Learning Stanza: quick reference

JITX is implemented in the LB Stanza (Stanza) programming language. We like stanza because it supports types to help write correct code, and also allows higher-level programming. We can write Stanza programs inline with JITX code, to generate designs, components, and modules programmatically.

We do not need all of Stanza to develop with JITX; this document provides a short walkthrough of commonly-used Stanza features.


; this is a comment 
This is a block comment 
        block comments can be nested with optional tags. 


defpackage learn-stanza-in-y: 
  import core 
  import collections 

; The basics, things you'd find in most programming languages

; Variables can be mutable (var) or immutable (val)
var mutable = "this one can be" 
val immutable = "this string can't be changed"

; The basic data types (annotations are optional) 
val an-int: Int = 12345
val a-long: Long = 12345L
val a-float: Float = 1.2345f
val a-double: Double = 3.14159
val a-string: String = "this is a string"
val a-multiline-string = \<tag>
    this is a multi-line string literal. 

; print formatted strings with println() and "..." % [...]
println("this is a formatted string %_ %_" % [mutable, immutable])

; Stanza is optionally typed, and has a ? (any) type. 
var anything:? = 0
anything = 3.14159
anything = "a string"

; Stanza has basic collections such as Tuples, Arrays, Vectors, HashTables, etc. 
val tuple: Tuple<?> = [mutable, immutable]

val array = Array<?>(3)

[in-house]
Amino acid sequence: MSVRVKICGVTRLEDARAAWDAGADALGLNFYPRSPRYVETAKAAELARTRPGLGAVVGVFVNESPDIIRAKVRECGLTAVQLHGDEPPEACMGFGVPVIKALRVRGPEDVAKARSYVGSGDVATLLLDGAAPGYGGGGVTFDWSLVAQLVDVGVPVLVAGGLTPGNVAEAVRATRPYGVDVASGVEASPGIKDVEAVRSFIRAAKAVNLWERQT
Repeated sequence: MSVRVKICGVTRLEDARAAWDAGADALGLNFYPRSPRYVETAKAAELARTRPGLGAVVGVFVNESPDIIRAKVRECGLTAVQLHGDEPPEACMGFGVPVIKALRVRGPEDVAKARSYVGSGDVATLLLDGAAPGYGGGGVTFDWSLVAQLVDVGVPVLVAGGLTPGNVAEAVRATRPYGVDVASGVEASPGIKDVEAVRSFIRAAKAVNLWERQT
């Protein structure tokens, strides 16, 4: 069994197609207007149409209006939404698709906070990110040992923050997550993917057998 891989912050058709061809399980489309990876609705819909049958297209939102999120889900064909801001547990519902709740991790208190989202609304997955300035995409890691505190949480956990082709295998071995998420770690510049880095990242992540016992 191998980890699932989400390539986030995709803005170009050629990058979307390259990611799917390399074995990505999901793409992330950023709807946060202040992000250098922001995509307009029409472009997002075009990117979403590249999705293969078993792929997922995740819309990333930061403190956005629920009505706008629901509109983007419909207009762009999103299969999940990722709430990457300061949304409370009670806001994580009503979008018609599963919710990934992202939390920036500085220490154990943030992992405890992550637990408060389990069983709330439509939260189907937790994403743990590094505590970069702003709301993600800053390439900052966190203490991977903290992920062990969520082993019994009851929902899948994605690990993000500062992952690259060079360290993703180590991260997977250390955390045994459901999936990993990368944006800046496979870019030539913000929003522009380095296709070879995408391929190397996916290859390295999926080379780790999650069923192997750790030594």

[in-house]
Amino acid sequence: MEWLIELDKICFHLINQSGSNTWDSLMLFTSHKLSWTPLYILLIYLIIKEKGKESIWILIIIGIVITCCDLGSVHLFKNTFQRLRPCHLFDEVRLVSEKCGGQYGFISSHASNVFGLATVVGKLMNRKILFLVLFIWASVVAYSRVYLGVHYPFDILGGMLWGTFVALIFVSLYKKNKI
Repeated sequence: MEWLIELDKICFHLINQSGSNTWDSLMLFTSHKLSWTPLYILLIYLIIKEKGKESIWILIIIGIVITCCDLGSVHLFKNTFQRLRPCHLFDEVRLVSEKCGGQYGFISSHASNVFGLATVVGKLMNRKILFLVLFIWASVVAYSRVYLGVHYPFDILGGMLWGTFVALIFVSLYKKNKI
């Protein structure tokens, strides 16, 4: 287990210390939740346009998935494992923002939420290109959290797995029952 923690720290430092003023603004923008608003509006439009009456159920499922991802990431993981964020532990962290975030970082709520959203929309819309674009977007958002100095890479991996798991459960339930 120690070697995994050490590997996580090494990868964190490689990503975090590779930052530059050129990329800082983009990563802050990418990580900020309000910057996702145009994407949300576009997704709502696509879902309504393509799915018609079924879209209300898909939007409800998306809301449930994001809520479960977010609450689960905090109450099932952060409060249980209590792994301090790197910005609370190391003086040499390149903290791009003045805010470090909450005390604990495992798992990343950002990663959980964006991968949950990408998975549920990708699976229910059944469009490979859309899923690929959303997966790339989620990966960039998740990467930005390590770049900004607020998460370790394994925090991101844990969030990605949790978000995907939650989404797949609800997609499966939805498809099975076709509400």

array[0] = "string"
array[1] = 1
array[2] = 1.23455
; array[3] = "out-of-bounds" ; arrays are bounds-checked 

val vector = Vector<?>()
vector[0] = "string"
vector[1] = 1
vector[2] = 3.14159

val hash-table = HashTable<String, ?>()
hash-table["0"] = 0
hash-table["1"] = 1 
hash-table["2"] = 1 


; Functions are declared with the `defn` keyword 
defn my-function (arg:?) : ; note the space between identifier and arg list
  println("called my-function with %_" % [arg])

my-function("arg")  ; note the lack of a space to call the function

; If you try to define a function without a space, the syntax highlighter
; should give you a gentle nudge to fix it (ie, the red text and underline)

defn invalid-func(arg1, arg2) -> Int:

; functions can be declared inside another function and capture their environment. This is called a closure.
defn outer (arg): 
  defn inner (): 
    println("outer had arg: %_" % [arg])


; functions are "first-class" in stanza, meaning you can assign variables 
; to functions and pass functions as arguments to other functions. 
val a-function = outer 
defn do-n-times (arg, func, n:Int): 
  for i in 0 to n do : 
do-n-times("argument", a-function, 3)

; sometimes you want to define a function inline, or use an anonymous function. 
; for this you can use the syntax: 
;   fn (args): 
;       ... 
do-n-times("hello", fn (arg): println(arg), 2)

; there is a shorthand for writing anonymous functions, the above can be written
do-n-times("hello", { println(_) }, 2)

; the short hand works for multiple arguments as well. 
val multi-lambda = { println(_ + 2 * _) }
multi-lambda(1, 2)

; You can reference the arguments explicitly as well
;  with `_0`, `_1`, for the `Nth` argument.
val lambda-args = { println(_0, + (3 * _1)) }

User Defined Types

; Structs are declared with the `defstruct` keyword
defstruct MyStruct: 

; constructors are derived automatically
val my-struct = MyStruct("field:value")

; fields are accessed using function-call syntax

; Stanza supports subtyping with a "multimethod" system based on method 
; overloading. 
; This effectively defines an interface for type `Mytype` consisting
; of a single method `a-method`
deftype MyType
defmulti a-method (m:MyType)

defstruct Foo <: MyType:

defmethod a-method (a-foo: Foo):
  println("called a-method on a Foo")

defstruct Bar <: MyType:

defmethod a-method (a-foo: Bar):
  println("called a-method on a Bar")

The Type System

; True and False are types with a single value. 
val a-true: True = true 
val a-false: False = false 

; You can declare a union type, or a value that is one of a set of types 
val a-boolean: True|False = true 
val another-boolean: True|False = false